Sex miscoding in the Census and its Effects on the Enumeration of Same-Sex Couples

By Maks Banens, Eric Le Penven, Catriona Dutreuilh

The study of same-sex couples is a new field in demography. In France, as elsewhere, the census contains all the necessary data, but they are difficult to use because in many cases a miscoded sex of one of the partners results in a couple being identified as same-sex when this is not the case, or vice-versa. As heterosexual couples largely outnumber same-sex couples, "false" same-sex couples severely distort the observation of "real" ones. The French Family and Housing survey (Enquête Famille et Logements, INSEE, 2011), conducted in conjunction with the census, enables us to measure sex miscoding in the census. We observe that among the 139,700 couples identified as same-sex couples in the census, 58,900 turn out to be "false" due to a miscoded sex of one of the partners. Such errors concern 0.355% of heterosexual couples. The rate of error varies significantly by the respondent’s sex and the presence of children in the household. However, no significant difference is observed for other sociodemographic characteristics.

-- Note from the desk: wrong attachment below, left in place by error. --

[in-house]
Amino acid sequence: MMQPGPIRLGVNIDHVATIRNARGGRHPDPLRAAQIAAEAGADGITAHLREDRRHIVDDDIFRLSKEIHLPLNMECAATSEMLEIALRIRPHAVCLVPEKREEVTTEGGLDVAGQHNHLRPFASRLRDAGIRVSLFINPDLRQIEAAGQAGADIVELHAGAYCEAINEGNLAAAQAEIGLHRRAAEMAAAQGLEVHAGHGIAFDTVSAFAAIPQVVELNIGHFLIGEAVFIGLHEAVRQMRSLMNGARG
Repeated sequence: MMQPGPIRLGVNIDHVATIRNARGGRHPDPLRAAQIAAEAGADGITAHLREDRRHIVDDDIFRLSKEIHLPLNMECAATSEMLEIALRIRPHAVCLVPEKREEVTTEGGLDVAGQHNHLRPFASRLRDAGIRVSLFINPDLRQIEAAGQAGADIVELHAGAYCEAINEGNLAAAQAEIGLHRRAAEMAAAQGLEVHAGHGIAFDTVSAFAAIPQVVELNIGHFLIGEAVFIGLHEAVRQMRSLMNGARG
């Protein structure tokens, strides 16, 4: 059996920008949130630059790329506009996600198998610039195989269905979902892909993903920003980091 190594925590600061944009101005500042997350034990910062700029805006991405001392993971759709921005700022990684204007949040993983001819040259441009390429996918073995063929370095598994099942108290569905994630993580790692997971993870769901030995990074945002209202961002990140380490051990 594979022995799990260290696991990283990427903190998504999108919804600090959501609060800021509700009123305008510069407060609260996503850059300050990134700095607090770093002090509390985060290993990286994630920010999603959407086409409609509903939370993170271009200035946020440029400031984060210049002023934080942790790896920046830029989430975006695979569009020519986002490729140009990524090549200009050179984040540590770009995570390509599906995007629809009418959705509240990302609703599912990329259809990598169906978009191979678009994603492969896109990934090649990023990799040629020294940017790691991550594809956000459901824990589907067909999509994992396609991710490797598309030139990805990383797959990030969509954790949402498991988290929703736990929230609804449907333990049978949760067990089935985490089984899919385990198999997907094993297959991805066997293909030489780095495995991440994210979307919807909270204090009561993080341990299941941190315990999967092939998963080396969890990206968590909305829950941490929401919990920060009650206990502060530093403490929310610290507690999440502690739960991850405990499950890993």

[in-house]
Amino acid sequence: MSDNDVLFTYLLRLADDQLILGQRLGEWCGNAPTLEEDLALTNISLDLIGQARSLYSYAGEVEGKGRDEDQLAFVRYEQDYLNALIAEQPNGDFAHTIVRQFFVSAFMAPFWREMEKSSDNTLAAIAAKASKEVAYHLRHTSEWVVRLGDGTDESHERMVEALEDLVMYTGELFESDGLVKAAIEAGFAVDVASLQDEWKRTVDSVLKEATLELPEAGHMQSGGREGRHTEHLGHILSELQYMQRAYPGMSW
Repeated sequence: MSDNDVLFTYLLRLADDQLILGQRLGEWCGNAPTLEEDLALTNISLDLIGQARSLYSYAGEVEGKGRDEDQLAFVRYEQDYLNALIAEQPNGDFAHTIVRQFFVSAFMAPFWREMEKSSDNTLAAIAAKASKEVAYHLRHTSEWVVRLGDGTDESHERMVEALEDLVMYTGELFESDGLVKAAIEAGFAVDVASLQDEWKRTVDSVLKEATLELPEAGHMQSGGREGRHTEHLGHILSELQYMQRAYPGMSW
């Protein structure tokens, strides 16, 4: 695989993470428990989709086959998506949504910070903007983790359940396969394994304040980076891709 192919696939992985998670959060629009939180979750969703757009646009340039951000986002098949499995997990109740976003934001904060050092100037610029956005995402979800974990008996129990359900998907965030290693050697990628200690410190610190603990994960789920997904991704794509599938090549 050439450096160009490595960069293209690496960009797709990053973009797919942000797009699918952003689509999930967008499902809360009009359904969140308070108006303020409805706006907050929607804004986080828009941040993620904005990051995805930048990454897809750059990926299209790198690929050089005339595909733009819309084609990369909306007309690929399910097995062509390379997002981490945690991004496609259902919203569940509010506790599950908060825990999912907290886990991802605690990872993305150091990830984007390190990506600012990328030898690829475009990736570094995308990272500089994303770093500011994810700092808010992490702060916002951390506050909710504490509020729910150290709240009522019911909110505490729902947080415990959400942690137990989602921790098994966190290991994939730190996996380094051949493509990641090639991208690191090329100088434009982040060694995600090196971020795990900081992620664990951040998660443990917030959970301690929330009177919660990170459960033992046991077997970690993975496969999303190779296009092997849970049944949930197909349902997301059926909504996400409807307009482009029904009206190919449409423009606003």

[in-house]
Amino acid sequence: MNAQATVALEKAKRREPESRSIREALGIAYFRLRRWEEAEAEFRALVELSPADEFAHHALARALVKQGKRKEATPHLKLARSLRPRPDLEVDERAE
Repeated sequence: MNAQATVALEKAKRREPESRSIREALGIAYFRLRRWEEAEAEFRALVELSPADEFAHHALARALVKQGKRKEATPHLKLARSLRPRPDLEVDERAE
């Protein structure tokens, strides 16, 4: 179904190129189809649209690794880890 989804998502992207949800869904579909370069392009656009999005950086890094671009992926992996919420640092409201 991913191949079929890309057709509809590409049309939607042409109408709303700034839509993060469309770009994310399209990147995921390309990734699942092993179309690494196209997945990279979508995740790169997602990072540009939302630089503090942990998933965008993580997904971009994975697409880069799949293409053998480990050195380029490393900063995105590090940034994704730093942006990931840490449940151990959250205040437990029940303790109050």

• same-sex union
  • census
  • Famille et Logements survey
  • sex miscoding
  • estimation
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